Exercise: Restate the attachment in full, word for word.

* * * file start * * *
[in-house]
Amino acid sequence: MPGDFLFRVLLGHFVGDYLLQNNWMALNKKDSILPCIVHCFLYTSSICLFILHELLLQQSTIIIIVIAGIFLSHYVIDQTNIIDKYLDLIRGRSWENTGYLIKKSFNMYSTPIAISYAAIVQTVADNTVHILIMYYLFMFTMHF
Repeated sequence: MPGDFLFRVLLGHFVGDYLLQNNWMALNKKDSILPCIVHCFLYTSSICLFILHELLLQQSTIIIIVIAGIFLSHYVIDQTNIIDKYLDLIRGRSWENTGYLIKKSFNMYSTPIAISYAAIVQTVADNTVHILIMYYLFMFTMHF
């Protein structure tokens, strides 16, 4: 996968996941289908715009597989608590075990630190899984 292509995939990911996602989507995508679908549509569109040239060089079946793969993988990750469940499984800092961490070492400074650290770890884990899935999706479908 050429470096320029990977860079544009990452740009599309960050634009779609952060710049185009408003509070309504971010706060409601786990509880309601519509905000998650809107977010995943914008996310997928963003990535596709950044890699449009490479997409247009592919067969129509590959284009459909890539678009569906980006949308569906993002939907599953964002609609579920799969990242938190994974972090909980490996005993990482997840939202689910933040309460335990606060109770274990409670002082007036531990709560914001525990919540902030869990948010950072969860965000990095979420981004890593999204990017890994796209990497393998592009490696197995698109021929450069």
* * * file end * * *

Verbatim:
[in-house]
Amino acid sequence: MPGDFLFRVLLGHFVGDYLLQNNWMALNKKDSILPCIVHCFLYTSSICLFILHELLLQQSTIIIIVIAGIFLSHYVIDQTNIIDKYLDLIRGRSWENTGYLIKKSFNMYSTPIAISYAAIVQTVADNTVHILIMYYLFMFTMHF
Repeated sequence: MPGDFLFRVLLGHFVGDYLLQNNWMALNKKDSILPCIVHCFLYTSSICLFILHELLLQQSTIIIIVIAGIFLSHYVIDQTNIIDKYLDLIRGRSWENTGYLIKKSFNMYSTPIAISYAAIVQTVADNTVHILIMYYLFMFTMHF
């Protein structure tokens, strides 16, 4: 996968996941289908715009597989608590075990630190899984 292509995939990911996602989507995508679908549509569109040239060089079946793969993988990750469940499984800092961490070492400074650290770890884990899935999706479908 050429470096320029990977860079544009990452740009599309960050634009779609952060710049185009408003509070309504971010706060409601786990509880309601519509905000998650809107977010995943914008996310997928963003990535596709950044890699449009490479997409247009592919067969129509590959284009459909890539678009569906980006949308569906993002939907599953964002609609579920799969990242938190994974972090909980490996005993990482997840939202689910933040309460335990606060109770274990409670002082007036531990709560914001525990919540902030869990948010950072969860965000990095979420981004890593999204990017890994796209990497393998592009490696197995698109021929450069």